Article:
1977 Women's National Conference: Minority-Latino-Women

See also 1977 National Women's Conference

Minority Women: Hispanic Women

Latina Women in America

Hispanic Women

According to the United States Census Bureau, as of March 1977, there were 5.7 million women of Spanish-origin in the United States. These woman are of Mexican, Puerto Rican, and Cuban descent, as well as from Central or South America and other Spanish-speaking countries.[5]

Mexican-American women

In the United States, Mexican Americans constitute as the second largest minority group. They are also often stereotyped as migrant workers - even forming the largest amount of migrants in general.

Chicanas complete an average of ten years of school, about two years less than do women in the population at large. In addition, 71 percent of Chicana women had earned less than $5,000 a year. Chicanas are considered the largest single ethnic group among household workers.

In March 1976, 17.2 percent of females in Mexican American families, who worked anytime during 1975, 60.3 percent had earnings below the poverty level.[5]

Puerto Rican women

In the census of 1977, it showed that there was 1.7 million Puerto Ricans living in the United States. The female population makes up a total of 934,000 female Puerto Ricans.

On Average, of the 934,000 female Puerto Ricans, have completed 10.1 years of school; 24 percent completed high school; and only 2 percent are college graduates.

Puerto Rican women are often disadvantaged by lack of bilingual services and programs. This affects their educational attainment and employment opportunities. An estimate of half of the Puerto Rican women are working as service workers in the labor force. A couple of Puerto Rican women with incomes, 66 percent earn less than $5,000. Data collected, indicates that in 1976, 38 percent of Puerto Rican families in the United States were headed by women. [5]

Cuban American Women

The Cuban population is estimated to be around one million. Cuban women stand higher with their education than other groups of Hispanic women. Bilingual and bicultural education and services are a priority for them.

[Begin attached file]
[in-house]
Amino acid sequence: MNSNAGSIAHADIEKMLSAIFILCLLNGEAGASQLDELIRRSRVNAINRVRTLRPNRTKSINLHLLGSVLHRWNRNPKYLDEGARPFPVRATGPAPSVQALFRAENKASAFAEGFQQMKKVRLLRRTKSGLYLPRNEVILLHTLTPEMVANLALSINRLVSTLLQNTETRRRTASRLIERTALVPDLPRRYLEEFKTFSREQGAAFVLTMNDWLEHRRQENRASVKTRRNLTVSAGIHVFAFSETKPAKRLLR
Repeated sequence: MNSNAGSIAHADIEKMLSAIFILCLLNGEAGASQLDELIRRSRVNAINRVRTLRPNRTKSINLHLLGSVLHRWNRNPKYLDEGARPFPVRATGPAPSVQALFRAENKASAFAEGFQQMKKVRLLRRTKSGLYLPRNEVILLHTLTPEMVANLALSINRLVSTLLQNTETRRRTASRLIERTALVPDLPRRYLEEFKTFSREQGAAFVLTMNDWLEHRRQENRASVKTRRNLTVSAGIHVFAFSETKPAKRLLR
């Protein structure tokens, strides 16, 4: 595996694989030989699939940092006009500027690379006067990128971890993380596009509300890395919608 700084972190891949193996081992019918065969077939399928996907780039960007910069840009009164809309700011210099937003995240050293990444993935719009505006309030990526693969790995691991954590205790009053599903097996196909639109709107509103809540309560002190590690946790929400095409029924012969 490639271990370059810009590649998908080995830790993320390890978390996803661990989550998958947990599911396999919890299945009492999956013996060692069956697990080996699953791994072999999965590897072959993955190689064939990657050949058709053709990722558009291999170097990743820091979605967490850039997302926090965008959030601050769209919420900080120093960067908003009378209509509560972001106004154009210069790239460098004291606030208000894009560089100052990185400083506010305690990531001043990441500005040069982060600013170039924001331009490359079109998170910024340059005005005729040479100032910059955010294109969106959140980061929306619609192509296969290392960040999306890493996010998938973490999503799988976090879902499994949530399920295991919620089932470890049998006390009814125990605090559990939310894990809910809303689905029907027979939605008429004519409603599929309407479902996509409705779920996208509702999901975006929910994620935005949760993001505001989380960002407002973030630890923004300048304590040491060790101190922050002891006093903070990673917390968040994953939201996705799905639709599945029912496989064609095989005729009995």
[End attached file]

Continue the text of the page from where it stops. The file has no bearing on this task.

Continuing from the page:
Whilst many Cuban Americans wait for full immigration status, these procedures are slow and continue to be looked down as an obstacle to their full integration into the employment and political life in the United States.[5]


Mexican American Women's National Association

MANA was organized in the year 1974. A group of Chicanas who lived in Washington D.C. began gathering weekend brunches to discuss their exclusion from the feminist movements agenda and their relative invisibility in policy making meetings. Many of the founders who held jobs in the federal government, in congress, or with private policy making groups, inferred that Chicanas needed an organization just like other groups formed by White and African American women.

By 1975, MANA had successfully elected their first officers and defined their goals. Such goals included: advocating for issues relevant to Chicanas, developing leadership opportunities, creating a national awareness of Chicana concerns, and national communications network developing a for Chicanas. Later that year, MANA hosted its first national conference for and by Chicanas.

MANA convinced policymakers to change federal regulations after observing an increasing number of sterilization amongst Chicanas. This was done to ensure that Mexican American women understood the surgical process and its consequences. As well as women receiving information in their primary language. MANA has called for pharmaceutical labeling in Spanish and in English. They worked for employment opportunities, and sought appointments to government boards and commissions for Hispanics.

MANA representatives have also testified before congress on domestic violence and child support enforcement. MANA supports affirmative action, reproductive rights, the Equal Rights Amendment (ERA), pay equity, and welfare reform to change policies that held back women attempting to become economically independent. In 2005, MANA focused on health care, lack of health insurance among Hispanics, and creating ways to access both.[1]

Issues discussed

"For these approximately 15 million minority women and girls, all the resolutions in this National Plan of Action have special significance. They reflect needs that are even greater than those of white women. Some selected information in the areas of health, reproductive freedom, education and employment is cited here:" [5]